As a bonus quote, here’s one my favorite coyote found on a “progressive” site:
I agree with CEO John Mackey that it’s okay to make money by making your green business big. But Mackey crossed the line with an op-ed in the Wall Street Journal this weekend, whose very publication put him in the company of the lunatic right-wing fringe who edit the paper’s opinion section.
The op-ed reads like a page from the Republican playbook, touting individual responsibility for one’s health. What a load of unorganic crap!
You just can’t make this stuff up.
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I swear I have no idea what the left is smoking, but whatever it is, it makes them blind to reality. One of the more prominent examples of this condition is Steve Benen at Washington Monthly’s “Political Animal”.
He cites Kevin Drum who remembers what the Republicans faced when they too had both houses of Congress and the Presidency:
They wanted a revolution, but instead they got NCLB. And a wimpy stem cell compromise. And Sarbanes-Oxley. And McCain-Feingold. And a huge Medicare expansion. And complete gridlock on Social Security.
Not exactly what they signed up for.
Drum goes on to sarcastically point out that Reps did get a nice tax cut and a couple nice wars, but his point was that “Washington DC is a tough place to get anything done.” And at the time, Democrats were no small part of the reason.
Benen then adds his two cents about why Republicans found DC a tough place based on some rather dubious analysis. Then he adds this:
Obama is finding that D.C. is tough place to get anything done for entirely different reasons. The White House agenda is popular, but his obstacles are almost entirely institutional hurdles — the Senate operating as if every bill demands a supermajority, the Kennedy/Byrd illnesses, and the prevalence of center-right Dems in both chambers who look askance at the progressive agenda and who the president has no real leverage over.
A) As we’ve pointed out, the belief that the White House agenda is popular is not reflected at all in polling. Why Benen and the Democrats believe this can only be categorized as “denial”.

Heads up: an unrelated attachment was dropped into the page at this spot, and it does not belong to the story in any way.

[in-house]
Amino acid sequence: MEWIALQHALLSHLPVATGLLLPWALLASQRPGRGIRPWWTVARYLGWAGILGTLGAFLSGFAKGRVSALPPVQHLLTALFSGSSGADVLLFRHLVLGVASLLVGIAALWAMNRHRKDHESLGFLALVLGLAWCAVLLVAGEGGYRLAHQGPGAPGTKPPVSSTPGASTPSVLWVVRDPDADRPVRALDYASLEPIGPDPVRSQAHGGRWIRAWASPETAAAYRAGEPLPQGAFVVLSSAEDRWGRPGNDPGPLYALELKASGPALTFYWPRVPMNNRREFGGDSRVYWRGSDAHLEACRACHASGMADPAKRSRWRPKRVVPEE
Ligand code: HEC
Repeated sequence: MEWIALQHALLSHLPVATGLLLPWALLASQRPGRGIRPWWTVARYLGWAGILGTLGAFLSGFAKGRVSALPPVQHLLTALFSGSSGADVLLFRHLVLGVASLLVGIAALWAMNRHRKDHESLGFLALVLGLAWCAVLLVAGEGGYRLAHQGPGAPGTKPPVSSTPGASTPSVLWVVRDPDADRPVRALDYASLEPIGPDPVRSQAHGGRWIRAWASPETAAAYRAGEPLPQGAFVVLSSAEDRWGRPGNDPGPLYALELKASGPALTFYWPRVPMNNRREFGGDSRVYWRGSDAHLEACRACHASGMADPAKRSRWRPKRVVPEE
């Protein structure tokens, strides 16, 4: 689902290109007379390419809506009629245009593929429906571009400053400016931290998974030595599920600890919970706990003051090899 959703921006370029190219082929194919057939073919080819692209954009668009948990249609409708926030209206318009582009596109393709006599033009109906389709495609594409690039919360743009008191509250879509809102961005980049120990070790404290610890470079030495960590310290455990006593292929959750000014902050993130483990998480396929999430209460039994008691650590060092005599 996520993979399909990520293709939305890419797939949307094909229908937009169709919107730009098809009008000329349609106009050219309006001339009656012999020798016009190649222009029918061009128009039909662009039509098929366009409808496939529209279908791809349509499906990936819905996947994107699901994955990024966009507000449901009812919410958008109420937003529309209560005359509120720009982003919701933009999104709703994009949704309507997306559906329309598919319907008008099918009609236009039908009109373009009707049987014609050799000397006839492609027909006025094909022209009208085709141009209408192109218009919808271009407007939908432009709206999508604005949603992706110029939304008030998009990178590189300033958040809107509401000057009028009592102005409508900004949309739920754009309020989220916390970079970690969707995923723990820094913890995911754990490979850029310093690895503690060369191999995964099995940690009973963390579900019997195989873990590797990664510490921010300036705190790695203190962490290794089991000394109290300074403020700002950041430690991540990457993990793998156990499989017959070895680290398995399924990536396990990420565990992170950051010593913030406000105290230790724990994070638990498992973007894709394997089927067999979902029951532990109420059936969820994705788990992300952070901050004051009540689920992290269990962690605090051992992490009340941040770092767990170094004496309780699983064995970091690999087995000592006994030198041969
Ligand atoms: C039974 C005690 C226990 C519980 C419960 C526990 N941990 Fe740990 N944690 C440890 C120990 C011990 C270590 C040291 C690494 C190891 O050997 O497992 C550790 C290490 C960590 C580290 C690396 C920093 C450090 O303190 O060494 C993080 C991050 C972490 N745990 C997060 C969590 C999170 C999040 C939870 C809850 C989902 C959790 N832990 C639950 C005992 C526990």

B) The Senate rules, something Senators agree too on their own, does require every bill have a supermajority. Benen wants those rules ignored for a simple majority that he’s sure they can squeak out. I understand his desire, but pretending that the “supermajority” is some artifice that isn’t required is BS.
C) The reason for the prevalence of center-right Dems reflects a majority center-right nation. Not a “progressive” nation. And, obviously if you pay attention to the polls, they’re not the only one’s who look askance at a “progressive agenda”.
The only thing Benen and I agree on is “the president has no real leverage” and he proves it every day.
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Byron York wonders where the anti-war movement has gone since GW Bush is gone. He notes that Cindy Sheehan is protesting this weekend at Martha’s Vinyard where President Obama is vacationing, but wonders if the left cares or whether the media will cover that.
As York demonstrates in his piece, the answer to both questions is probably no. I don’t think we have to think back very far to remember the caterwalling by the “anti-war” left about the war in Iraq and to a lesser degree, Afghanistan.
Now, even though the United States still has roughly 130,000 troops in Iraq, and is quickly escalating the war in Afghanistan — 68,000 troops there by the end of this year, and possibly more in 2010 — anti-war voices on the Left have fallen silent.